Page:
So begins the beautiful and beautifully lyrical The Near Witch by Victoria Schwab. This reader was immediately mesmerized by the intoxicating poetic prose in which this enchanting fairy tale/paranormal love story was written. Schwab’s debut novel is a fast paced charmer destined to be a classic. Her storytelling prowess, combined with her excellent ability to mash the best elements from the Gothic horror novel with those from modern YA romance and paranormal novels, and, remarkably, those from the latest wave of dystopian YA, leaves the reader hooked from page one to the end.

 The town of Near seems trapped in a near trance of fear and suspicion as they live their lives deep inside a whirlwind undercurrent of fairy tales, rumours, truths and half-truths swirling around the presence of the witches on the town’s outskirts…both living and dead.

One of the best aspects of The Near Witch is the headstrong and independent main character, Lexi Harris. Lexi lives in a small secluded town dominated by its male citizens. But Lexi doesn’t accept her station in her male dominated society; and she certainly doesn’t take no for an answer. When the rest of Near gets up in arms over the arrival of a new stranger—something the isolated town doesn’t usually deal with—Lexi is the only one capable of keeping a level head. It is her determination to do the right thing that propels this story forward at such a galloping pace. And the first person present tense voice of our protagonist puts the reader right at her side, cheering her on along the way. Schwab picked the perfect voice to tell her story.

When the town’s youngest children begin to disappear, Lexi will do anything to prevent her little sister Wren from becoming one of the missing. She will also do anything to save those who are already gone. But the men of her town, led by a Council of three and her own Uncle Otto, do whatever they can to prevent her intrusions and interventions.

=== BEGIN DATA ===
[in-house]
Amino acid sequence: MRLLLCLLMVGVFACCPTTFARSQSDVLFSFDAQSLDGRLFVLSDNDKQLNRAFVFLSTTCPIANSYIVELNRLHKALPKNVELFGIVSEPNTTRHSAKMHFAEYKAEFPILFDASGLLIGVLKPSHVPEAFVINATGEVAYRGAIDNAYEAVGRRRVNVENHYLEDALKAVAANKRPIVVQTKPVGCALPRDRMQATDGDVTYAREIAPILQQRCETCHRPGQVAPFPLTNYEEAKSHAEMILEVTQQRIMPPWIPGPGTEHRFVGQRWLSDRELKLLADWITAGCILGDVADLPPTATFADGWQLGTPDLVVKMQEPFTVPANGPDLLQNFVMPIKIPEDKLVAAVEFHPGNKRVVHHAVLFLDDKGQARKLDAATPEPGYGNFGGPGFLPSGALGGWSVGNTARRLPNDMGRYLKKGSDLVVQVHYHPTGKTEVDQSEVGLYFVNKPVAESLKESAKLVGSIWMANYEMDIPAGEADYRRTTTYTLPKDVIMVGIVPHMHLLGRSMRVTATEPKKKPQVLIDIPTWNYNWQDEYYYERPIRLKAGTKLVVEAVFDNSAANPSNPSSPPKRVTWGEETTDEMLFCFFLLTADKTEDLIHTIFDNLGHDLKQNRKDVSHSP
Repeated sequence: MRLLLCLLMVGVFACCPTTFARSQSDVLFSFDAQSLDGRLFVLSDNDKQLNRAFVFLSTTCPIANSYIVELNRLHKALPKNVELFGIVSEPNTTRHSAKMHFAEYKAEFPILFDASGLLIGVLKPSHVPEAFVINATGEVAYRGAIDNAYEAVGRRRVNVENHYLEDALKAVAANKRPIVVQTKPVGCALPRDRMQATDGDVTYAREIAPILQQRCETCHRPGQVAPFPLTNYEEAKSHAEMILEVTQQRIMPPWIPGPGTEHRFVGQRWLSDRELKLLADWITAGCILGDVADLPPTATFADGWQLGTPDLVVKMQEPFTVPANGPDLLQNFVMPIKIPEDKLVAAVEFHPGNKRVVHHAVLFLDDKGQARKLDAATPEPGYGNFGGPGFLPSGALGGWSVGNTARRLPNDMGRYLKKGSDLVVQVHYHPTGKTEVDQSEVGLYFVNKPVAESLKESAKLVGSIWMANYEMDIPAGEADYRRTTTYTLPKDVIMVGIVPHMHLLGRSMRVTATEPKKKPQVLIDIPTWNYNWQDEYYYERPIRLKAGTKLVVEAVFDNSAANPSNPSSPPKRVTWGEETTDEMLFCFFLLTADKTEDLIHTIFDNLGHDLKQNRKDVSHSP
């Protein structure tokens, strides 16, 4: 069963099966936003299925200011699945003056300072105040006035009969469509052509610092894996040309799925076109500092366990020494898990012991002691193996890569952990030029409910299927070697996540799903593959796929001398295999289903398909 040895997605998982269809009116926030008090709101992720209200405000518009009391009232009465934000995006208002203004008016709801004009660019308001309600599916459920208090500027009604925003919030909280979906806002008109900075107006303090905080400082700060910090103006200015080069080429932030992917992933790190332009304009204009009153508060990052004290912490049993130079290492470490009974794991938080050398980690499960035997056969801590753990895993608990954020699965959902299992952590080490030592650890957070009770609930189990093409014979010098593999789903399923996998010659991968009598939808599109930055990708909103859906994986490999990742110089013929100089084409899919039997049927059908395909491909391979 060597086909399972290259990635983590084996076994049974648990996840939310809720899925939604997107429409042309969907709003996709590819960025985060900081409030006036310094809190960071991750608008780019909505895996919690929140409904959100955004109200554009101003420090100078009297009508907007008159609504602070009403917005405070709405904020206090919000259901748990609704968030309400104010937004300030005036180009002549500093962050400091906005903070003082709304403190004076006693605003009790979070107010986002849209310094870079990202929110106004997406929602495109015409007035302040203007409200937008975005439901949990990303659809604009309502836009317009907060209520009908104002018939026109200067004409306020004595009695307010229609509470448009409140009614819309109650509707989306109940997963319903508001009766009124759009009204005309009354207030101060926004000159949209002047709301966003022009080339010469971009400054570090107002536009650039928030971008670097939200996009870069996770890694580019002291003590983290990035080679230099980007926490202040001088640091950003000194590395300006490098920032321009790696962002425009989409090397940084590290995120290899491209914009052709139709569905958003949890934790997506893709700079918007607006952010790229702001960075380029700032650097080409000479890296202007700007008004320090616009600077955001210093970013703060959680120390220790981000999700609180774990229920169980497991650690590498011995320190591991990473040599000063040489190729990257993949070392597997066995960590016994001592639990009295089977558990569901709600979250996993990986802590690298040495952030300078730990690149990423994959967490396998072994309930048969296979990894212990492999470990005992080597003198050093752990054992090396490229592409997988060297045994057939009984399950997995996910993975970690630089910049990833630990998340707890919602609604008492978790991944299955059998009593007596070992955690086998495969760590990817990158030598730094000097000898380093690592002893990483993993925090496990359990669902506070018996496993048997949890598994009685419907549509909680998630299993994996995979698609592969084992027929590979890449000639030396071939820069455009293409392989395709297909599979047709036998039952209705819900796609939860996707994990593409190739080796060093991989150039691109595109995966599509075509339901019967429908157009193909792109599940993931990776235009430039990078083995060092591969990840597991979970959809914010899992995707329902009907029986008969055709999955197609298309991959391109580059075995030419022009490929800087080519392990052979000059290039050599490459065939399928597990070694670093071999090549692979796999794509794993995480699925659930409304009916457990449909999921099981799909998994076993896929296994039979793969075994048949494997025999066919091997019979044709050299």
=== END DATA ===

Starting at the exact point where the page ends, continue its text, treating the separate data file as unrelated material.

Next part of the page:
This story is so well written, the reader will want to devour it in one sitting. But it’s also one of those books they will want to take their time with, so they can cherish the ride. Every character is well drawn, from the stranger Cole, to the sisters Thorne (Magda & Dreska), to Lexi’s jilted paramour Tyler Ward.

This was a remarkable adrenalin spiked read. Schwab is a master storyteller with a beautiful lyrical style readers will fall in love with immediately. The Near Witch is marketed as a YA, but it is absolutely a story for all ages. I look forward to seeing the next offering from Victoria Schwab. And the next and the next. A writer who can tell such a tight fast-paced story in such a lovely voice is definitely a writer to watch.

Expectation exceeded in spades.

Size: 5